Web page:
The attack on St. Porphyrios, the church leaders said, caused two church halls to collapse around scores of refugees, including women and children, sleeping there. Dozens were crushed. Of the 18 so far confirmed dead, nine were children, according to the statement.

While the three Christian institutions in Gaza — the Greek Orthodox church, the hospital and the Catholic church — focused on Christians, they also helped the rest of the community. “Our Lord Jesus Christ calls us to minister to the most vulnerable,” wrote the church leaders. “And we must do so not only in times of peace. The church must especially act as the church in times of war, for that is when suffering is at its greatest.”

There had been speculation that Welby might issue a plea for a ceasefire with Pope Francis and Ecumenical Patriarch Bartholomew, but there may well have been diplomatic sensitivities if it had been issued with Bartholomew, rather than Theophilos III, the Orthodox patriarch in Jerusalem.

On Sunday, Pope Francis spoke to U.S. President Joe Biden by telephone, the Vatican confirmed, to discuss various conflicts and paths to peace. At the regular Angelus prayer at St Peter’s in Rome earlier in the day, the Pope also spoke of his concern about the worsening humanitarian situation in Gaza and the attacks on the al-Ahli hospital and the Greek Orthodox church.

“I renew my appeal for spaces to be opened, for humanitarian aid to continue to arrive and for hostages to be freed,” said the pope.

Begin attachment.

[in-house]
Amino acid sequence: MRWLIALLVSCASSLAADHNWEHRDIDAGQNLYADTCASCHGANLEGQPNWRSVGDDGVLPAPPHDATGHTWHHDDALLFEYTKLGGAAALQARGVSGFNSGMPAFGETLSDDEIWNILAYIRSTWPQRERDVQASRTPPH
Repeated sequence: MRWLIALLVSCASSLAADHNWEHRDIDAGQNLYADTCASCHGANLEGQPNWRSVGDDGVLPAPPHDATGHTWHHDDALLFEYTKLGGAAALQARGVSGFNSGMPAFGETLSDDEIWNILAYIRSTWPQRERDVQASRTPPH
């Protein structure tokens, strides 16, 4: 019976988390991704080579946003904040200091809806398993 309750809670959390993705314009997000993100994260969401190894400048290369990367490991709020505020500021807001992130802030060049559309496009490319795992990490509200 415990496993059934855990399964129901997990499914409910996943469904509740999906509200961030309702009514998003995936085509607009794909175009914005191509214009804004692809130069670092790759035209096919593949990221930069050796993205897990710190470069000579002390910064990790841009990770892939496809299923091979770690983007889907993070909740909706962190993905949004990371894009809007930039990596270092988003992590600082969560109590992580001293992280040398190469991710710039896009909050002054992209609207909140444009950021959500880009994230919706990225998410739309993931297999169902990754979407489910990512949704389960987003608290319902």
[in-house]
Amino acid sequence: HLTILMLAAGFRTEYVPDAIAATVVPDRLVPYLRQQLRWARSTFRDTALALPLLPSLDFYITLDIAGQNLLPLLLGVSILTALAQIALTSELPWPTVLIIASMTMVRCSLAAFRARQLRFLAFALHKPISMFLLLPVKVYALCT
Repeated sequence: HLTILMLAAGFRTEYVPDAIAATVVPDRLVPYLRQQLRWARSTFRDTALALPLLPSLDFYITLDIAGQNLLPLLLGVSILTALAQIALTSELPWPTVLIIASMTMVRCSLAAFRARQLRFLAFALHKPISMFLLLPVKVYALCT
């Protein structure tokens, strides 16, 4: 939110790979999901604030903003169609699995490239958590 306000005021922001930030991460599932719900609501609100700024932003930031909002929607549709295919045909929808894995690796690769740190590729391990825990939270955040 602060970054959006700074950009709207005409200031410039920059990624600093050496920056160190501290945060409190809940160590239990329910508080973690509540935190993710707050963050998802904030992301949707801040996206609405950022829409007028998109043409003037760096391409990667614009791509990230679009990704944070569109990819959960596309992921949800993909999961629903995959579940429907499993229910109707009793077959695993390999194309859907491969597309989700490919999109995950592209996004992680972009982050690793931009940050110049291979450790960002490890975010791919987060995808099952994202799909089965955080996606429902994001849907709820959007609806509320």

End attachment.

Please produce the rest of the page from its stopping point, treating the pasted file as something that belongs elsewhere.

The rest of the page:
During his visit to Jerusalem, Welby held talks with church leaders, renewed his call for hostages taken during the Hamas attack to be freed and expressed his sympathy for the victims of that attack in Israel.Welby preached Sunday at a service in St. George’s Cathedral. He spoke to reporters afterward, warning them of the danger in assuming Israel was responsible for the rocket attack on the al-Ahli hospital. “Do not start propagating another blood libel,” he warned, a reference to false accusations of atrocities by Jews against Christians that have inflamed antisemitism in the past and led to pogroms.

But on Monday, Welby issued a statement to clarify his remarks, saying he regretted use of the phrase “blood libel,” explaining that he had met relatives of victims and hostages of the Hamas attack before he was interviewed.

“I was attempting to articulate that many Jewish people are deeply conscious of a long history of accusations that trace back to the darkest times of their history. That must be borne in mind when we respond to events in Israel, Gaza and the West Bank. Especially here in Europe, the vast increase of the profound wickedness of antisemitism must be resisted, and that must involve being aware of that history,” Welby said in his statement.

The archbishop went on to acknowledge that Palestinians must be able to express their own distress at what “is being endured by innocent people living under Israeli bombardment and siege.”

“There must be space for that trauma and grief to be expressed and heard. We must not silence it, dismiss it, or rush to judge it. As those who are not directly involved, we need to hold space for the suffering of all innocent people to be expressed, and to grieve with them,” he said.

Welby reiterated the importance of concentrating “on those who suffer, seek peace and pursue it,” and said he will continue to pray for “lasting justice, security and peace” for the people in the region.